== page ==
And since u mentioned the OP and keeping to topic. I promise as soon as I get home I will take pictures of.my little collected sugar pine saplings and pos tnn them
 
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As promised I have taken pics of the collected sugar pines saplings. Not that these are the most exciting specimens ever but at least it is on topic. At least I sure think they are sugar pines since that is the only 5 needle pine known to grow in the area I found them. I'm still a bit confused how people seem to be moderately concerned about their ability to reduce the needle length, as these are some of the shortest needles I have ever seen in the wild.
 

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oddirt

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Funny; without the new growth looks just like a baby Douglas Fir;). Do you have acreage for all these little ones to grow?
If only! Just one acre. If you’re starting an arboretum / tree orphanage then I may have to send some your way. Too many mouths to feed.

In the first photo, Can you identify the small bluish pine seedlings on the bottom of the screen just left of center? And also in the back just behind the circular wood planter.
Sure thing. The seedlings are single needle pinyon, Pinus monophylla. One of my faves for its short leaves, beautiful color and the fact that it’s the world’s only pine with one needle per bundle. Also it’s the species in my profile pic. They don’t grow quickly and I haven’t seen cultivate them as bonsai but there are a couple posts on B’nut. After three years their “trunks” are 1/2 the diameter of a pencil, LOL. But beautiful to watch in their growth. I’m banking on living a long time to see these become decent bonsai! Not sure if they lose the blue color as they get older, as the ones I’ve seen in the eastern Sierras have dark green leaves.

The other one is a cultivar of subalpine fir, Abies lasiocarpa ‘Glacier’. Like many cultivars, it’s a graft so I hope to air layer it when it’s strong and healthy. The blue color is also really stunning. Good eye!

Also could u please identify this one?
Those are big leaf maple, Acer macrophyllum. There are a few posts by others on this species. They don’t have the dainty leaves of Japanese maples but I am finding the leaves do reduce despite their name. They add wood quickly too and have short internodes early in the growth season. So they have bonsai potential.
 

oddirt

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As promised I have taken pics of the collected sugar pines saplings. Not that these are the most exciting specimens ever but at least it is on topic.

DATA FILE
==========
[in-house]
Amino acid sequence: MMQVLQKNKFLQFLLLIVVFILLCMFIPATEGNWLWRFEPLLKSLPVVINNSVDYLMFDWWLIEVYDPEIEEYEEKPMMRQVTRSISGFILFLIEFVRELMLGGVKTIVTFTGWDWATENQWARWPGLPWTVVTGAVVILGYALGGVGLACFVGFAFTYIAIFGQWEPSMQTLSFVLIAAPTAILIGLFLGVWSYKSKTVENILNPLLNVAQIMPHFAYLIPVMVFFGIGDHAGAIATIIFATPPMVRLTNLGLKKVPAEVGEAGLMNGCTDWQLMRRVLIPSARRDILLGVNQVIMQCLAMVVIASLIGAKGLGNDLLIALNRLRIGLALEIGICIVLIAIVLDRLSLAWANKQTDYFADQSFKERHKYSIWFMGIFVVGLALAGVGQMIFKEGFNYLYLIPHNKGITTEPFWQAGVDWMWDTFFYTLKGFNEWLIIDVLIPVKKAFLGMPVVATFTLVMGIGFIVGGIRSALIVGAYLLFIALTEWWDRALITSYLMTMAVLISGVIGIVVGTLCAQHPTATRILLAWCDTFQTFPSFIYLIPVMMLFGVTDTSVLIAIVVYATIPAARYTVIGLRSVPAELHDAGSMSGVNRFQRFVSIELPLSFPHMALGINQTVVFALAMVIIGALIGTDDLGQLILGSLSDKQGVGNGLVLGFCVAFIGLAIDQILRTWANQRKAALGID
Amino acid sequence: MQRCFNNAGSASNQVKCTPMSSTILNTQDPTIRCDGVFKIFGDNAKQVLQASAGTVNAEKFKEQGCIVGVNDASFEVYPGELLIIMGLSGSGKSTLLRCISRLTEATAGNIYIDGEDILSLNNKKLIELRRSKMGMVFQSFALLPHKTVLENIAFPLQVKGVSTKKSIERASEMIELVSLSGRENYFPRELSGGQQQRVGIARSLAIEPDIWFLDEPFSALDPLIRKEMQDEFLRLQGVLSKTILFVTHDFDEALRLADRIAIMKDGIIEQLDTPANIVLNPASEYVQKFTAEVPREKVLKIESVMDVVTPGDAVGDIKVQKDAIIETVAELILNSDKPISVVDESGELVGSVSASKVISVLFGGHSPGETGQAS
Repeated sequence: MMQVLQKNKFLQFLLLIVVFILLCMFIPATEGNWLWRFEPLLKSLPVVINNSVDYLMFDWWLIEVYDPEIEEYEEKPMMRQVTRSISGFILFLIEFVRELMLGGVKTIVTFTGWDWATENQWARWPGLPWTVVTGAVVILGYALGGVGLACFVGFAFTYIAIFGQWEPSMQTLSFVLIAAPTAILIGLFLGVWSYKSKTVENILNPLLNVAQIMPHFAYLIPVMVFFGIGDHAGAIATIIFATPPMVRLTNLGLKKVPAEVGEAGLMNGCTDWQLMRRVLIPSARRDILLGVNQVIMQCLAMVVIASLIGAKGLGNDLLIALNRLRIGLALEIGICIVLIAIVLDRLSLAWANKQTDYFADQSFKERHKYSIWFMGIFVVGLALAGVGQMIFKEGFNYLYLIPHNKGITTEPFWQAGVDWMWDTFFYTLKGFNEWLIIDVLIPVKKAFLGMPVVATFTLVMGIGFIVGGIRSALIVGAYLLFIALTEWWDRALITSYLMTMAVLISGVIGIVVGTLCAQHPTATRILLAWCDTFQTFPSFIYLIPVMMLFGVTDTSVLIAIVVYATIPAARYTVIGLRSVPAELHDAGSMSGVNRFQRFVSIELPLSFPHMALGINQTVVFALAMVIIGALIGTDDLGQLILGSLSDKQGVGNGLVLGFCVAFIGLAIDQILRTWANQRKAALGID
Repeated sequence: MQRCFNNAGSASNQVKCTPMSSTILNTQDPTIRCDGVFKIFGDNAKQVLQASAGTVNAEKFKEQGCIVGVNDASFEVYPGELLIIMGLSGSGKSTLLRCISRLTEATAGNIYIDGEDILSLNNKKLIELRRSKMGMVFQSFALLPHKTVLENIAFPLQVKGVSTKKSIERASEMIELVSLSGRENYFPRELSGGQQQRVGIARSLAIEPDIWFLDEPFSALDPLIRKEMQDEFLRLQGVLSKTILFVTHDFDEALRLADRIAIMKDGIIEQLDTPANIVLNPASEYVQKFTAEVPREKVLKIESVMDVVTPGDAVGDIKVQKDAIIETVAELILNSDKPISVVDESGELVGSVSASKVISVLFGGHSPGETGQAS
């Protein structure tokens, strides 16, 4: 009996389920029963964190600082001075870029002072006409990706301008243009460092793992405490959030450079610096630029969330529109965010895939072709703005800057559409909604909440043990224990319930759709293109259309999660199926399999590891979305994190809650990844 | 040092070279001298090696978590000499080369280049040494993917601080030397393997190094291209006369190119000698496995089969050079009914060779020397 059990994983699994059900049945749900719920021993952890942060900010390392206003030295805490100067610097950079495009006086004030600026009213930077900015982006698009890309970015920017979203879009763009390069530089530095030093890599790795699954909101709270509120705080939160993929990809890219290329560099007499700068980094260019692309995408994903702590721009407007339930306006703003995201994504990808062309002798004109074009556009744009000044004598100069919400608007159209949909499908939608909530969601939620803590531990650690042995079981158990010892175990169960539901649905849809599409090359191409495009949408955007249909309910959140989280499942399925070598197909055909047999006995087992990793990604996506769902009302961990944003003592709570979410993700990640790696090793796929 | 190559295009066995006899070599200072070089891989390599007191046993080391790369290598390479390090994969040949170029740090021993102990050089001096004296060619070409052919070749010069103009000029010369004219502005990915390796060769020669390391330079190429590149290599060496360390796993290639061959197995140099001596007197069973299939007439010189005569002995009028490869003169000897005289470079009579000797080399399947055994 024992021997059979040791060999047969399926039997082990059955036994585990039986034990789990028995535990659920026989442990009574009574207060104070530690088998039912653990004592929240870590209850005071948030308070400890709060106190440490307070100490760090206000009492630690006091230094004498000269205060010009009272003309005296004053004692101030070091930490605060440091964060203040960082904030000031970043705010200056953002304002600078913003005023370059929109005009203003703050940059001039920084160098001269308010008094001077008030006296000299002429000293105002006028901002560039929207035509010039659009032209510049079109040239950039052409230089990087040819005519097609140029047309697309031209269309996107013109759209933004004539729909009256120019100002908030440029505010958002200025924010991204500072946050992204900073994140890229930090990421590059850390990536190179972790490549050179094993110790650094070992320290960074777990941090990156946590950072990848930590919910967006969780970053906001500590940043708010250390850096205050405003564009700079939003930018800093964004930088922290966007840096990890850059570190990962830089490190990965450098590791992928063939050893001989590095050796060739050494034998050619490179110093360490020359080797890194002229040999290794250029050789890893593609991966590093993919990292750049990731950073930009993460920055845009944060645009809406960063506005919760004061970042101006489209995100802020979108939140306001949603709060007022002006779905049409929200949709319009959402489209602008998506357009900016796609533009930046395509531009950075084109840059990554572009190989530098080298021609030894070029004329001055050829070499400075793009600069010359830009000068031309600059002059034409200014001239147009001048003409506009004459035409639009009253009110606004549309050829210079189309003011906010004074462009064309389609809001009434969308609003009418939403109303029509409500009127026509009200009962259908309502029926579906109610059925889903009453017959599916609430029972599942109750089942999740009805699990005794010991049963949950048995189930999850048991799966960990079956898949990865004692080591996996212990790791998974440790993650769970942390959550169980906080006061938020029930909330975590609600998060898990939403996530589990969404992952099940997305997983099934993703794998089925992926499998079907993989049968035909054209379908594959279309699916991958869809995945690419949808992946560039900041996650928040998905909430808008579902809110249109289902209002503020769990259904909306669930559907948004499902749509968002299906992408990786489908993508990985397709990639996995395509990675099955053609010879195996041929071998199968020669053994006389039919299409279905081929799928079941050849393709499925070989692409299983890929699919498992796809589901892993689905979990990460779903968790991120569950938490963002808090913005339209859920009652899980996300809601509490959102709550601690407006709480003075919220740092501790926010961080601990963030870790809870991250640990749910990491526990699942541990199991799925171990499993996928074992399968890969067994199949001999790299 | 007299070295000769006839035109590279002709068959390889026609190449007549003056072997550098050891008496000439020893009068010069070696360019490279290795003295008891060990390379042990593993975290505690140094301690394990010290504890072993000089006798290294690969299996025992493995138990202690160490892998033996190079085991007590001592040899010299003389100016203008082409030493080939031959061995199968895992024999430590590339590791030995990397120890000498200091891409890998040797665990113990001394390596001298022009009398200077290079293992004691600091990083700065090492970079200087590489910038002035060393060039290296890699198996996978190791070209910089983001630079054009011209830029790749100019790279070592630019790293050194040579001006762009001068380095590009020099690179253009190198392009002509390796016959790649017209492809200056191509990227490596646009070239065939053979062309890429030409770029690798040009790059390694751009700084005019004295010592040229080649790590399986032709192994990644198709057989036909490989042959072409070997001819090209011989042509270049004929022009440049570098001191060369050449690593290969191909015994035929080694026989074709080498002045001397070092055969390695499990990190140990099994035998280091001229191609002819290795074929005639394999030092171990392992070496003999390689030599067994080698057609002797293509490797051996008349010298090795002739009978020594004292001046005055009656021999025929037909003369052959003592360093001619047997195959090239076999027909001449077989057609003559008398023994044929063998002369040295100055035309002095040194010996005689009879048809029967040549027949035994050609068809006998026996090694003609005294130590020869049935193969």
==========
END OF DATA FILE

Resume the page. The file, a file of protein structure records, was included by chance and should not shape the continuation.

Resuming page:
Thanks for sharing these. How long have you had them since collection? Any plans to try needle reduction techniques or to coax back budding?
 

Potawatomi13

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"Funny; without the new growth looks just like a baby Douglas Fir;). Do you have acreage for all these little ones to grow?" "
If only! Just one acre. If you’re starting an arboretum / tree orphanage then I may have to send some your way. Too many mouths to feed.

Really got to get to land hunting! Procrastination:rolleyes:R US!
 

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When I hear Bill Pine I think of Pinus sabiniana, which grow in the lower foothills all the way down to just above the valley floor. Frankly, the only pine I’ve met that I don’t like. Huge ugly-colored needles (gray-blue-white), weird trunk growth, ugly cones. I’m sure somebody loves them, but not me. The do have large edible nuts so I suppose if you are into eating pine nuts it might be a good species. Native Americans are them a lot.
 

Leo in N E Illinois

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Bill pine?

It is best, with an international forum, to get comfortable using the botanical names, so that when one hears or reads, Pinus lambertina, one will immediately recognize the name, and knows what species we are talking about.

Common names are confusing because what species they refer to changes with geography and language. The botanical name does not change.
 
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Thanks for sharing these. How long have you had them since collection? Any plans to try needle reduction techniques or to coax back budding?
I have had them less than a year, so they are just sitting with the rest of the "don't touch group".

I learned the hard way I gotta leave collected trees alone much past the point where I'm sure they are going to survive the collection. These are just young ones, and can probably tolerate more than others but I'm still just watching and watering for a while
 

Punky

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Bill pine?

It is best, with an international forum, to get comfortable using the botanical names, so that when one hears or reads, Pinus lambertina, one will immediately recognize the name, and knows what species we are talking about.

Common names are confusing because what species they refer to changes with geography and language. The botanical name does not change.
Thanks, Leo. I meant to type Bull Pine which was mentioned earlier as a common name for both P. lambertiana and P. ponderosa, and I just wanted to point out that I associate that common name with P. sabiniana. I agree scientific names are more accurate.